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Pros and Cons of Judicial Review

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Pros and Cons of Judicial Review

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  • October 8, 1999
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Pros and Cons of Judicial Review

Adam Kimball
Pol. 1110
Instr. Madigan
12/10/96

Judicial Review is the power given to Supreme court justices in which a judge has the power to reason whether a law is unconstitutional or not. Chief Justice John Marshall initiated the Supreme Court's right to translate the Constitution in 1803 following the case of Marbury Vs. Madison, in which he declared the Supreme Court as the sole interpreters of Constitutional law. This is one of the sole purposes of the Supreme Court of the United States. Many Historical thinkers would find some difficulty in imagining a government set up to limit the power of itself,but others would argue that this form of government best works for the people, and not against them. The treatment of the Constitution by the Supreme Court as a "living" document that is able to be translated differently over time for the good of the people has as many skeptics as it does supporters. But, if we do not allow the Supreme Court to translate the Constitution who then, should the people chose to do such an important job.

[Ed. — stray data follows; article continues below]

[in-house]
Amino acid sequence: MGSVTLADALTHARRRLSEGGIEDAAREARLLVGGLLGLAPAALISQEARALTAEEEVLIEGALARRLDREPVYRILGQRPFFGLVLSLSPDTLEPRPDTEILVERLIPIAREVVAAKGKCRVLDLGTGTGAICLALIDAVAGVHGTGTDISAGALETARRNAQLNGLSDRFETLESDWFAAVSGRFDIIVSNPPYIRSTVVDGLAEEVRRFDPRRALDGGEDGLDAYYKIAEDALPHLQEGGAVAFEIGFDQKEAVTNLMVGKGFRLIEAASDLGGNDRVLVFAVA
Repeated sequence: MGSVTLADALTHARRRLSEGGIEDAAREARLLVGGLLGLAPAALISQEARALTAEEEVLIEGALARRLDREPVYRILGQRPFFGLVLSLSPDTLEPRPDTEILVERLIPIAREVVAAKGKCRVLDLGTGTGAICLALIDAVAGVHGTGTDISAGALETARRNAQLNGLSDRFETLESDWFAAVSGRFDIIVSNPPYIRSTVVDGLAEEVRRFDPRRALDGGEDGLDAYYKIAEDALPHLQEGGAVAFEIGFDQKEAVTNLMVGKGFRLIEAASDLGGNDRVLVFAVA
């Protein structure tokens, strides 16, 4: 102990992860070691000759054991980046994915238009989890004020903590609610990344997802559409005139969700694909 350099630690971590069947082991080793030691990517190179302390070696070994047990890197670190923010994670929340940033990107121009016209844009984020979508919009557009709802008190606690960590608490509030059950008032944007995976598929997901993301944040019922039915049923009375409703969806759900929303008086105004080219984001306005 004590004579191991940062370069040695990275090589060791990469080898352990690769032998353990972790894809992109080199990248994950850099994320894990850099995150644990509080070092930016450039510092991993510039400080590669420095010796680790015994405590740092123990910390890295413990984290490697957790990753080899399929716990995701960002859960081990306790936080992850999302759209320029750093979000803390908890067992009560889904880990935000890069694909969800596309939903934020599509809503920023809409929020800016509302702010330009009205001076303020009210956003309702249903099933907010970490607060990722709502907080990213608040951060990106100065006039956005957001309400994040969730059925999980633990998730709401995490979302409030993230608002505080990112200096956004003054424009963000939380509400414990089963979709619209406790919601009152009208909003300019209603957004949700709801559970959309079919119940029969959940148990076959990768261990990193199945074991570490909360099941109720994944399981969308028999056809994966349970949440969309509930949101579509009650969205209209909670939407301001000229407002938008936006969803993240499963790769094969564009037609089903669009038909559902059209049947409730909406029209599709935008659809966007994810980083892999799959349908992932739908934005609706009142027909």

If we were to look back at the ideas and thoughts of some of the greatest political thinkers of our time, we would find that individuals such as Plato, Niccolo Machiavelli, and John Locke, would share extremely different views as to whether or not Judicial review, and the Supreme Court as a whole, would be successful in their ideal government situations.

One of the earliest political philosophers Plato, would find our present day governmental setup of the Supreme Court to be the ideal group to deal with the United States' situation. Plato felt that government should be run by enlightened philosopher kings, that would rule for the good of the people, and not themselves. We today see the Supreme Court as a collection of the most "enlightened" thinkers of our day. They are chosen to make moral decisions about laws made by others in our society, and decide...